Furthermore, if Mudallad's admission is true, then this means that al Qaeda in the Arabian Peninsula (AQAP) played a role in the plot, and perhaps even orchestrated it. AQAP is headquartered in Yemen and was formed after al Qaeda's two Arabian branches - one in Saudi Arabia, the other Yemen - merged. U.S. intelligence officials have repeatedly pointed to AQAP as the strongest al Qaeda branch outside of South Asia. If Mudallad is being honest when he says that he was in touch with al Qaeda operatives in Yemen, and is not just a "wanna be," then it is AQAP he is talking about.
Some of the most senior positions in AQAP are held by former Guantanamo detainees. Said al Shihri, AQAP's #2 leader, is a former Gitmo detainee. Al Shihri was reportedly involved in al Qaeda's attack on the U.S. embassy in Sanaa, Yemen in September 2008. AQAP's leading ideologue is Ibrahim Rubaish, who is another Gitmo alum. Rubaish is responsible for providing theological justifications for al Qaeda's terror. Did al Shihri, Rubaish or some other senior AQAP leader play a role in Mudallad's attempt at mass murder?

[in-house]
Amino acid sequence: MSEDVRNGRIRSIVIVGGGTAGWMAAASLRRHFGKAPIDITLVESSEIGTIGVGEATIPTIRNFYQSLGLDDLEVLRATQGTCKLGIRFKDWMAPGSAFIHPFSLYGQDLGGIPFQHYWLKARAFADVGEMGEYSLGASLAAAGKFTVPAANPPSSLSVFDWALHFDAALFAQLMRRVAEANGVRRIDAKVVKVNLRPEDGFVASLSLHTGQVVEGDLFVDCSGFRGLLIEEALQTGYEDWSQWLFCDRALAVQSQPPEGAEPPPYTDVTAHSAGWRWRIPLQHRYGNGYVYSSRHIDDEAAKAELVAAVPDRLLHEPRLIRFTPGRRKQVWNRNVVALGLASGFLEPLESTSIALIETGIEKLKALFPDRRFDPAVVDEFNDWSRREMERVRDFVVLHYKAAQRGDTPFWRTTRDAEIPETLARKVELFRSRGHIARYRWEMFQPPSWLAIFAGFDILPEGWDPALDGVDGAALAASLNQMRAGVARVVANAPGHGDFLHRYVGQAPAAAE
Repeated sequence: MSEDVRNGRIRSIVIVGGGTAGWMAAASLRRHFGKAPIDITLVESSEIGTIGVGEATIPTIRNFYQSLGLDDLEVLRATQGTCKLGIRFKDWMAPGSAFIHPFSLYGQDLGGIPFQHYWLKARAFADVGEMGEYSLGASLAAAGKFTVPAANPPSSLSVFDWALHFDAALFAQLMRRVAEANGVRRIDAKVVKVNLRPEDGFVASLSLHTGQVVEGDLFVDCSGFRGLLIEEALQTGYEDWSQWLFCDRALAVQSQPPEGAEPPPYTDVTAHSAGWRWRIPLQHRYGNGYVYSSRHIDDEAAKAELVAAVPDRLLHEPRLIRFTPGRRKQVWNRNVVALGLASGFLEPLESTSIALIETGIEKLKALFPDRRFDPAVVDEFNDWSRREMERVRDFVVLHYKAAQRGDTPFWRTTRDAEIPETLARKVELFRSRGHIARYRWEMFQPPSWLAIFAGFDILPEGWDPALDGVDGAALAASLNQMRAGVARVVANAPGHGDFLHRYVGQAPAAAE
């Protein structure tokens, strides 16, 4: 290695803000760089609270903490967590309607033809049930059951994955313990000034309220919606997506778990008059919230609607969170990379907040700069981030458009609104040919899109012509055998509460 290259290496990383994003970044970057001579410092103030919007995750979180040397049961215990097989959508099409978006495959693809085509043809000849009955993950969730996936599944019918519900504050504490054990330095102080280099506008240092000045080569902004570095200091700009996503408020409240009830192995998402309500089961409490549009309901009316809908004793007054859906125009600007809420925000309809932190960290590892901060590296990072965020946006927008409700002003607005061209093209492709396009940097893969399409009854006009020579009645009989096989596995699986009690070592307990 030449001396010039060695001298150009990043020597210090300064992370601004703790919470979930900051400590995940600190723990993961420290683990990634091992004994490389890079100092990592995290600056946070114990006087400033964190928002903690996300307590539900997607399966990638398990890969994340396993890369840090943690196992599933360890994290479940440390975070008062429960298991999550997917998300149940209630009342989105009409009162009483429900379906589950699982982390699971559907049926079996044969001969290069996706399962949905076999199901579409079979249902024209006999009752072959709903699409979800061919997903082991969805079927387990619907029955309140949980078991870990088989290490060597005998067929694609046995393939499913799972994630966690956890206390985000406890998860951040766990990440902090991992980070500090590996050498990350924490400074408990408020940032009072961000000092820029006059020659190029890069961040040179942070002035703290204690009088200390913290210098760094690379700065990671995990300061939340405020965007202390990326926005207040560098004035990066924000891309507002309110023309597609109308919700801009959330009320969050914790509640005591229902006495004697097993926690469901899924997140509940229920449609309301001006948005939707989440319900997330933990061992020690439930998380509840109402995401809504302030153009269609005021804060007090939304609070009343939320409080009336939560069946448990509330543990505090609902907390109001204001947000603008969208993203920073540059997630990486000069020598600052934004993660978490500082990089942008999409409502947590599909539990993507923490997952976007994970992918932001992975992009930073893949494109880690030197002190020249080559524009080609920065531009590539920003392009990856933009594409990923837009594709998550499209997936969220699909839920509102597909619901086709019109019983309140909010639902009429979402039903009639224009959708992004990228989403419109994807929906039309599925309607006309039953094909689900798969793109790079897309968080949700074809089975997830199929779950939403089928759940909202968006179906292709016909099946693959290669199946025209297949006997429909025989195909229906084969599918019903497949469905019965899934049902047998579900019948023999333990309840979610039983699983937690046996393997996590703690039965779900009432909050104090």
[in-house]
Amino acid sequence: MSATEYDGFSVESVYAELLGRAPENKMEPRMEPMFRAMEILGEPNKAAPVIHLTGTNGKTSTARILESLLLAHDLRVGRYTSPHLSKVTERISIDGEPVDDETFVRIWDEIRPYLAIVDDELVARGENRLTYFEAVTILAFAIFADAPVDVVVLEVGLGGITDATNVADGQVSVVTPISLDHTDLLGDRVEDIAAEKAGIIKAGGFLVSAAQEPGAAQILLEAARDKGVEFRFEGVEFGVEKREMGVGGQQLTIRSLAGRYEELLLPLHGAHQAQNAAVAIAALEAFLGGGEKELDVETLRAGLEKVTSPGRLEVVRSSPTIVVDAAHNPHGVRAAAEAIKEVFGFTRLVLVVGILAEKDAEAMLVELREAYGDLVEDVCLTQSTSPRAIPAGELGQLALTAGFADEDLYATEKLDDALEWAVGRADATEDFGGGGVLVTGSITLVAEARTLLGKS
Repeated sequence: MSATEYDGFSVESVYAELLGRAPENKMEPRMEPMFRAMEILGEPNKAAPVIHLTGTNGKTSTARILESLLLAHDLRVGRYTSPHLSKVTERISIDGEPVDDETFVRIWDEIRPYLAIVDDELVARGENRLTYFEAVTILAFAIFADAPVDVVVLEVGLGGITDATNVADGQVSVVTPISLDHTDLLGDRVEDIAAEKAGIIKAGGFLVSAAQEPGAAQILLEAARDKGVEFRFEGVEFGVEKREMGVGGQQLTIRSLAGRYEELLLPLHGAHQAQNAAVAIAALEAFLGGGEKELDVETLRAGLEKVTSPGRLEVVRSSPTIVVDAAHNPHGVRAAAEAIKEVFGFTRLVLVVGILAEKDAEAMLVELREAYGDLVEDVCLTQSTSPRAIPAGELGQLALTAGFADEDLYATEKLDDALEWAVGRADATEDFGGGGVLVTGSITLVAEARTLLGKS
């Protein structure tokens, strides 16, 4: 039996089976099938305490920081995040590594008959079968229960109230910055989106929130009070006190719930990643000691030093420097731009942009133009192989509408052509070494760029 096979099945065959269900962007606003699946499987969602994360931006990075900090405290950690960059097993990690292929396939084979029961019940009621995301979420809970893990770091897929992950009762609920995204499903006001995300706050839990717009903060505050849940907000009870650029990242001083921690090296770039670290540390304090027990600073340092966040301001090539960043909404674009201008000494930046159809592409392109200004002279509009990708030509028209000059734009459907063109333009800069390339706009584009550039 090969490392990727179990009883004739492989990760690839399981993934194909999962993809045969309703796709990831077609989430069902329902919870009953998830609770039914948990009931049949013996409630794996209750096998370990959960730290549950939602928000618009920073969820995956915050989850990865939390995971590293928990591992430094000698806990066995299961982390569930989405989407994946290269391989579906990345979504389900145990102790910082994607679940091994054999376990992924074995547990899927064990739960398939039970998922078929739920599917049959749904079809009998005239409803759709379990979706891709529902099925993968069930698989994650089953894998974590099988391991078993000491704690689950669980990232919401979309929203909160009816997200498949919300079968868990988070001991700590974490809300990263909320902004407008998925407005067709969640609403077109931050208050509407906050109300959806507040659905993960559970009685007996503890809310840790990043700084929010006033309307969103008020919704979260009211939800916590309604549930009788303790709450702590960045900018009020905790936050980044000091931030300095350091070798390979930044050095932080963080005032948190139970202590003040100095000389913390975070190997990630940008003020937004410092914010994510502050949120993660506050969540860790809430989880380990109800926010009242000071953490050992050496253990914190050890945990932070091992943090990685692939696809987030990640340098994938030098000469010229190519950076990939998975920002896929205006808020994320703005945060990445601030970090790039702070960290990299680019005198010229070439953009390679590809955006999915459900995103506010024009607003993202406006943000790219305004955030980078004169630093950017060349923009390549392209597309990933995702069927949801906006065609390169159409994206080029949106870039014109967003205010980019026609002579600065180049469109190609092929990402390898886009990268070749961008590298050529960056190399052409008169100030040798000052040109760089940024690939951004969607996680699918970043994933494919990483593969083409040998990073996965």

We don't know, but it is one angle to this story that is worth keeping an eye on. By the way, the Fort Hood shooter's cleric, Anwar al Awlaki, is another senior AQAP-affiliated cleric. Awlaki's home in Yemen was recently the target of an airstrike that had senior AQAP personnel - including Awlaki (who reportedly survived) and al Shihri - in its crosshairs.
We can only speculate about who within AQAP assisted Mudallad - if in fact he did receive assistance from AQAP. But it is not speculative at all to note that if AQAP did support Mudallad's plot, then this puts an exclamation point on security concerns about Yemen.
Mudallad's story raises the possibility that AQAP is playing a larger role in promulgating international terrorism - not just fighting an insurgency that threatens the government of Yemen. This is a sign of strength, indeed.
Finally, all of this could also further complicate the Obama administration's attempts to close Guantanamo. Around 90 or more of the remaining 198 detainees are Yemeni. The Bush administration did not repatriate many of them to their home country because of security concerns. The Obama administration has similarly been reluctant to transfer large numbers of detainees because the Yemeni government has an abysmal track record when it comes to keeping tabs on known al Qaeda terrorists.
President Saleh's regime is also notoriously duplicitous, and works with al Qaeda and like-minded jihadist organizations at times. Thus far, the American government has not wanted to risk transferring or releasing the Gitmo Yemenis to Saleh's custody because it could easily lead to their rejoining the jihad in short order.
The Yemen part of Mudallad's story is, therefore, of paramount importance. It is too early to tell how important this aspect is, but we should be gravely concerned - to say the least.